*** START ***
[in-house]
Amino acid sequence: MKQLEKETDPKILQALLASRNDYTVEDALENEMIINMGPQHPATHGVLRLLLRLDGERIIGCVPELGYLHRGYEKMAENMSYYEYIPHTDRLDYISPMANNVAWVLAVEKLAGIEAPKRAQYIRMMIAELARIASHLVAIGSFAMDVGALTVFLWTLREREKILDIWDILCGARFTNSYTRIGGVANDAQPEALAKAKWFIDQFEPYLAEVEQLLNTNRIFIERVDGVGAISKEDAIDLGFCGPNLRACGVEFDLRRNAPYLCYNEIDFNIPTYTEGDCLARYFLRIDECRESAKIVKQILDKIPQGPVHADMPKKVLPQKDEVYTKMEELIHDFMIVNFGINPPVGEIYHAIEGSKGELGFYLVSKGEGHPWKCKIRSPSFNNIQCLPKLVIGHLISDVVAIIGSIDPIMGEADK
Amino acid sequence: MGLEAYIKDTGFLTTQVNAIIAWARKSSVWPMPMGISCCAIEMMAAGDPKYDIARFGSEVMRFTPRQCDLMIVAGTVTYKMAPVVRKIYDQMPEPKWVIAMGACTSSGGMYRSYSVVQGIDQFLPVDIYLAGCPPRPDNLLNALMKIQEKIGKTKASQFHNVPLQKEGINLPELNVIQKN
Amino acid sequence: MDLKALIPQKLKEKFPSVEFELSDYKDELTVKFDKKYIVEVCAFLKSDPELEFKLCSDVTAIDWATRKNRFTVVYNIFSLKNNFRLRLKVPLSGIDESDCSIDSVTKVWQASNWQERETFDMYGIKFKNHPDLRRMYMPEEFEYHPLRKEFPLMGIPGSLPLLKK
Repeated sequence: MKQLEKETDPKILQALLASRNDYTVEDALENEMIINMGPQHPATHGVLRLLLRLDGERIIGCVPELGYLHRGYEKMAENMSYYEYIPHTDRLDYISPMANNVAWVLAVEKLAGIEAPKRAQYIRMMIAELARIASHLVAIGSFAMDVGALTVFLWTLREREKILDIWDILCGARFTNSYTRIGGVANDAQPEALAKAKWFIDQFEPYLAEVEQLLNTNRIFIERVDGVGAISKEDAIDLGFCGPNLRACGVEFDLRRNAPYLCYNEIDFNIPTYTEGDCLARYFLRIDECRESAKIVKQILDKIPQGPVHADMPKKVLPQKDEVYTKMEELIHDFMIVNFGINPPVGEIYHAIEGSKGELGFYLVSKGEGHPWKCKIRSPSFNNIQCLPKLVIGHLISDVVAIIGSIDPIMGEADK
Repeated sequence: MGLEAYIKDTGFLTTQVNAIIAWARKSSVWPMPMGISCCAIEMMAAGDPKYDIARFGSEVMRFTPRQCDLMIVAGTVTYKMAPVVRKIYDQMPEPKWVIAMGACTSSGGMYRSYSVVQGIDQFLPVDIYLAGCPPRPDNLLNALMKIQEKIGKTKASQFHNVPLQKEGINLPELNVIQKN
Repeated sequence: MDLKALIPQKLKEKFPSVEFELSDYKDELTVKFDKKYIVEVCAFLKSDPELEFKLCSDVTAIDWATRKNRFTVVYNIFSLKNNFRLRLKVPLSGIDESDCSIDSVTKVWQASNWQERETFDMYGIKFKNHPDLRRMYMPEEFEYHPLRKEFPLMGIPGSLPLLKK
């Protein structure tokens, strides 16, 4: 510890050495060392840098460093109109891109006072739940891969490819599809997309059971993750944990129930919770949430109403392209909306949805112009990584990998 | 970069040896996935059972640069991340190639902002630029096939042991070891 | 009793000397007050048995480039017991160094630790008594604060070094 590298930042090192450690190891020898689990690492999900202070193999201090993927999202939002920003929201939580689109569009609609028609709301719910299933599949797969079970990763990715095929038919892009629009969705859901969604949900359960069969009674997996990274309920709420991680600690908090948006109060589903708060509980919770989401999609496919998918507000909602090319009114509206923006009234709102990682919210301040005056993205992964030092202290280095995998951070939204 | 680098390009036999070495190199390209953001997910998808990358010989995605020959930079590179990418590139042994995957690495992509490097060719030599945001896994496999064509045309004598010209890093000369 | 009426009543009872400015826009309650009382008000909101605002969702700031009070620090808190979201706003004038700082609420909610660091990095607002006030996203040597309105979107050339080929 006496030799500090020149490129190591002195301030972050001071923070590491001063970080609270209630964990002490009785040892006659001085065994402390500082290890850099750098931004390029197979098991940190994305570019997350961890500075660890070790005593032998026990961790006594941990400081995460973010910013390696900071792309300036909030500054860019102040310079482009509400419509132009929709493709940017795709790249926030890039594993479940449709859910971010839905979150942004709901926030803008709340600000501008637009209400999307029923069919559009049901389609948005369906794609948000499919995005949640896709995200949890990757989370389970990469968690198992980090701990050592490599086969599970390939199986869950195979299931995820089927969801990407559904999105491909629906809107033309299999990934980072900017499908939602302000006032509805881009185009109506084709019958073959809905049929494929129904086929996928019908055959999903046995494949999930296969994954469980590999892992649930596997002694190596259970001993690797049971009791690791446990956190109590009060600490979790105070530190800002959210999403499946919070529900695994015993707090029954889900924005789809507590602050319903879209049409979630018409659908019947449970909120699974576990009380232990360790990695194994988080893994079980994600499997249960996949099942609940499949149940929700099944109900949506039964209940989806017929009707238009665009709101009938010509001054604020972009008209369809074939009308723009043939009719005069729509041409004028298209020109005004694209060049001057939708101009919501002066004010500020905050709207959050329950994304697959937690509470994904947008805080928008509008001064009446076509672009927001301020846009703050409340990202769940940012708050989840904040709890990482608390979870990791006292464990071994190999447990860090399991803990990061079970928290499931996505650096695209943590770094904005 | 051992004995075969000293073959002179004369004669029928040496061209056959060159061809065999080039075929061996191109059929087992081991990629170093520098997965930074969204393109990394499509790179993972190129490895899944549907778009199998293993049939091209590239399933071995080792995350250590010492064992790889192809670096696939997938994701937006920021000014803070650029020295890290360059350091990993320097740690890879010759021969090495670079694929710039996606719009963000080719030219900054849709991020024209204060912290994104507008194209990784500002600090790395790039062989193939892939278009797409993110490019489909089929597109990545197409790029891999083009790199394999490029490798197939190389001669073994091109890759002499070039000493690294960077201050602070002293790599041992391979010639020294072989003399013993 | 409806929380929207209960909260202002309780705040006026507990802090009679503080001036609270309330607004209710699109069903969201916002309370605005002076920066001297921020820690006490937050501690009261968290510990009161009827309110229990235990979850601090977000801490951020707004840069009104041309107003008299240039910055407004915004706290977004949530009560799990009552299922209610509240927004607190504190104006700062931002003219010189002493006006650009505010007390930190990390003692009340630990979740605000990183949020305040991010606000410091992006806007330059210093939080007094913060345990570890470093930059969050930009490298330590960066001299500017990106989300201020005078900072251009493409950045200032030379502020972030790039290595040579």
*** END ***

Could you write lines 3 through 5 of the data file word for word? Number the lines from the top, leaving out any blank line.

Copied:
Amino acid sequence: MGLEAYIKDTGFLTTQVNAIIAWARKSSVWPMPMGISCCAIEMMAAGDPKYDIARFGSEVMRFTPRQCDLMIVAGTVTYKMAPVVRKIYDQMPEPKWVIAMGACTSSGGMYRSYSVVQGIDQFLPVDIYLAGCPPRPDNLLNALMKIQEKIGKTKASQFHNVPLQKEGINLPELNVIQKN
Amino acid sequence: MDLKALIPQKLKEKFPSVEFELSDYKDELTVKFDKKYIVEVCAFLKSDPELEFKLCSDVTAIDWATRKNRFTVVYNIFSLKNNFRLRLKVPLSGIDESDCSIDSVTKVWQASNWQERETFDMYGIKFKNHPDLRRMYMPEEFEYHPLRKEFPLMGIPGSLPLLKK
Repeated sequence: MKQLEKETDPKILQALLASRNDYTVEDALENEMIINMGPQHPATHGVLRLLLRLDGERIIGCVPELGYLHRGYEKMAENMSYYEYIPHTDRLDYISPMANNVAWVLAVEKLAGIEAPKRAQYIRMMIAELARIASHLVAIGSFAMDVGALTVFLWTLREREKILDIWDILCGARFTNSYTRIGGVANDAQPEALAKAKWFIDQFEPYLAEVEQLLNTNRIFIERVDGVGAISKEDAIDLGFCGPNLRACGVEFDLRRNAPYLCYNEIDFNIPTYTEGDCLARYFLRIDECRESAKIVKQILDKIPQGPVHADMPKKVLPQKDEVYTKMEELIHDFMIVNFGINPPVGEIYHAIEGSKGELGFYLVSKGEGHPWKCKIRSPSFNNIQCLPKLVIGHLISDVVAIIGSIDPIMGEADK